Monday, September 20, 2010

Dockside Slumber Party with Judy Jetson

With our club’s Founders’ Day weekend activities scheduled into the wee hours Friday night and then resuming first thing Saturday morning with a  unique pancake breakfast, I decided to combine adventure with practicality and plan my first sleepover on Central Air. As with all else, a lot of planning (aka ‘over-thinking’ and ‘agonizing’) went into the weekend preparations. On my annual girly hiking and tent-camping trips, my responsibilities are usually limited to just showing up with a sleeping bag and some DEET. For this sleep-aboard adventure, on the other hand, I would be solely responsible for the planning and production of it, and there was a lot to consider:

  • What sleeping attire and gear would I need in order to be sufficiently warm?
  • What would it be like to have only a flashlight and some stick-on tap-lights for illumination?!
  • Heaven forbid, would the discovery of a spider inside the cabin give me no choice but to abort the entire mission at 2 AM?
  • And, nearly as important as the bug question, what would I do about making/finding/drinking GOOD COFFEE on Saturday morning?

To be perfectly candid, it has been my fear of bugs -- or, more specifically -- my fear of being alone in the dark with bugs that has kept me from staying overnight on my boat. To mitigate risk, a key part of my plan was to make sure I arrived at the boat Friday evening before dusk in order to perform what I like to call “a sweep of the area.” With my can of garden-fresh-scent-RAID in one hand and my bug-zapper-tennis-racket in the other, I took care of business (gratuitous entomological violence omitted) outside the boat, and I set up the v-berth with my sleeping bag, pillows, and blanket. I closed the boat up tightly before I left to attend the campfire social event so that nothing could get in while I was out. When my dog Judy Jetson and I returned at 10ish/11ish to go beddy-bye, I made one more sweep (oh! what carnage!) and buttoned the boat up tightly again, this time with Judy Jetson and I tucked inside.

The quiet! The darkness! It was SO strange to me! First, I found designated locations within arm’s reach of the v-berth to keep the essentials handy in the dark: glasses, flashlight, iPod, garden-fresh-scent-RAID, and bug-zapper-tennis-racket. Judy Jetson seemed comfy in the v-berth with me, but I could tell that she too was a little disoriented by the accommodations… the lack of a television flickering and murmuring nearby, for example. (I consider the TV to be my roommate, for pity’s sake.) With the lack of television, I instinctively reached for my iPod and my Kindle (I had brought both with me, of course), but then I realized how ridiculous a notion that was, since, after all, the whole point of ‘getting away’ is to actually ‘get away.’ I can’t say that I slept soundly all night long (nor did Judy, which made me nervous like she was Lassie signaling danger to me or something), but I think that additional practice will make for a perfect night’s sleep for both of us. It was plenty cozy in the v-berth, and I didn’t even need the wool blanket I brought just in case. The air was fresh and cool, and I wish the boat had bobbed even a little more than it did, to provide a more authentic ‘sleeping on a boat’ experience. I awoke Saturday morning with the thought, “I did it!” followed immediately by “Why have I not done this every weekend this summer?!” It was a delightful experience – relaxing and with just enough adventure to keep me from feeling too lonely. (Note: I am not wishing for more bugs. Bugs do NOT count as ‘company!’)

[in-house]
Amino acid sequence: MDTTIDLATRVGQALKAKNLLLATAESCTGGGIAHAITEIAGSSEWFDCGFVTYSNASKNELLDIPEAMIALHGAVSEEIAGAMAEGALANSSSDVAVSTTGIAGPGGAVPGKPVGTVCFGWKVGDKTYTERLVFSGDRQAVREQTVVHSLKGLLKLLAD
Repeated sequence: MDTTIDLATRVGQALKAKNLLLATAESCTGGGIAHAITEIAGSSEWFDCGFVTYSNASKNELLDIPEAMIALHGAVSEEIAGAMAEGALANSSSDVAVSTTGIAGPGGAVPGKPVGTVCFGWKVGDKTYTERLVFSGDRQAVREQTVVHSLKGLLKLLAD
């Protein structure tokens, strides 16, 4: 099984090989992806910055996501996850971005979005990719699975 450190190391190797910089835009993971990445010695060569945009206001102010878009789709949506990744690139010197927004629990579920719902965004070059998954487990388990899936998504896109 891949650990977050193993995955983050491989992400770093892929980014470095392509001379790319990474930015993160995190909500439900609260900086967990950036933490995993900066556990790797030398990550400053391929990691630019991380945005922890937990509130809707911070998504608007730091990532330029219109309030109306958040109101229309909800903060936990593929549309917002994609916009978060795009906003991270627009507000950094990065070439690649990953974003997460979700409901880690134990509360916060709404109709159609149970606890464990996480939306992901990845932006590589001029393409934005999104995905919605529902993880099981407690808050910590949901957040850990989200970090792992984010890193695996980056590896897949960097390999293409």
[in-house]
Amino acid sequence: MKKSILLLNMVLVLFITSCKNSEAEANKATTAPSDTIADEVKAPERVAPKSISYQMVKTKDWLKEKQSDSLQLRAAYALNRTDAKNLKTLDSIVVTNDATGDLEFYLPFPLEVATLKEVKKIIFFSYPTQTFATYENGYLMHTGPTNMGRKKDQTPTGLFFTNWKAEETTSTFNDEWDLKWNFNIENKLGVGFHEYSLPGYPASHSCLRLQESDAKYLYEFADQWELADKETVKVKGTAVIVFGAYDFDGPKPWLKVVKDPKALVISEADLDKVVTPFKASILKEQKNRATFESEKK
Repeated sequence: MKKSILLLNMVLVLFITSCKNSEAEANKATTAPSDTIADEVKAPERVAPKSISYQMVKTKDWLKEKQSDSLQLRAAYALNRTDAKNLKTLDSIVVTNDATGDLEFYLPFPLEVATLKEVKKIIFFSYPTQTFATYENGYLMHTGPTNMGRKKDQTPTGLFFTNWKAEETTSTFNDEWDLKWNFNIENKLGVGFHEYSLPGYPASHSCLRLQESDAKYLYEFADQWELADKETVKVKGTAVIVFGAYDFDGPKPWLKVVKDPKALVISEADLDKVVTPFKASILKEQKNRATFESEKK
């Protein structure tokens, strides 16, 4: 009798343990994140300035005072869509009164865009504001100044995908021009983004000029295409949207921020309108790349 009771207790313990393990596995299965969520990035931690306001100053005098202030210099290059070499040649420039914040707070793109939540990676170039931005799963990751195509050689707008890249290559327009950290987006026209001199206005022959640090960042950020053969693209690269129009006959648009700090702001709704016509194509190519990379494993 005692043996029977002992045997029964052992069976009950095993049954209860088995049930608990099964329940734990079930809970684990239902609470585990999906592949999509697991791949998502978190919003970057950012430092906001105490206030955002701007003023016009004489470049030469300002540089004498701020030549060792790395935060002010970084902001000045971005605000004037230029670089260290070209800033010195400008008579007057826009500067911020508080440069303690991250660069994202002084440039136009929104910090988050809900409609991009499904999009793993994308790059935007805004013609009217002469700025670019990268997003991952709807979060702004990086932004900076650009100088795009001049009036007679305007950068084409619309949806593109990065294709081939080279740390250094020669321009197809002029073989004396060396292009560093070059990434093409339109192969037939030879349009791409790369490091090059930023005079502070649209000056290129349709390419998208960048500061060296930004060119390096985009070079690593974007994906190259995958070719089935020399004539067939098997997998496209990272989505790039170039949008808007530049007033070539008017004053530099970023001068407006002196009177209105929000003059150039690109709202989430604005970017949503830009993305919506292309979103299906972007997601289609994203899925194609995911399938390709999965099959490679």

As for the ‘good coffee’ part, it was unfortunate that the pancake-slinging caterer’s coffee was


He even had that hork-inducing non-dairy creamer crap to go with it. Gag me with a little plastic stir stick! My coffee requirement was satisfied later in the morning with an emergency visit to a nearby Speedway, where a fresh pot was being brewed just as I arrived. Crisis -- and lingering crankyness -- averted.

I am making plans for one more weekend aboard Central Air before we call it a season. I’ll bring the wool blanket again, just in case, and I picked up a Kenyon Express II butane stove at West Marine to boil water for some not-yet-determined version of camping coffee (with Speedway coffee as a comforting backup plan again.)  Any suggestions on the best way to brew tasty boat coffee?

In the endless inner struggle to define myself as either a Racer or a Cruiser, score one more on the side of Cruiser.


Erik - C18, Calif said...

Christy - It's good to read that you're still sailing. I noticed a few holes in your blog, like your C22 purchase (?) Any details on the hows and whys of your various boats over the past couple years?

Christy ~ Central Air said...

Yo! EVR! Thanks for reading and commenting. Yeah... it's not really worth an entire post, so I'll just mention briefly here that I sold the Capri 18 as part of 'washing that man right outta my hair'... and then I put the Kittiwake 23 up for sale and bought the C-22 in order to 'wash that dreadful year of mourning that man right outta my hair, too.' Clean break, fresh start. I'm loving my C22 and it is free from emotional baggage and finally I am now, too! :-)

O Docker said...

Boat coffee:

If you don't have power on the boat, the trick is to grind the beans at home before you leave and put the ground coffee in a zip-lock bag.

Then, get one of these and some small filters.

Voila! Best coffee you will ever have. There's something about a boat that improves the flavor.

Don't forget the croissants.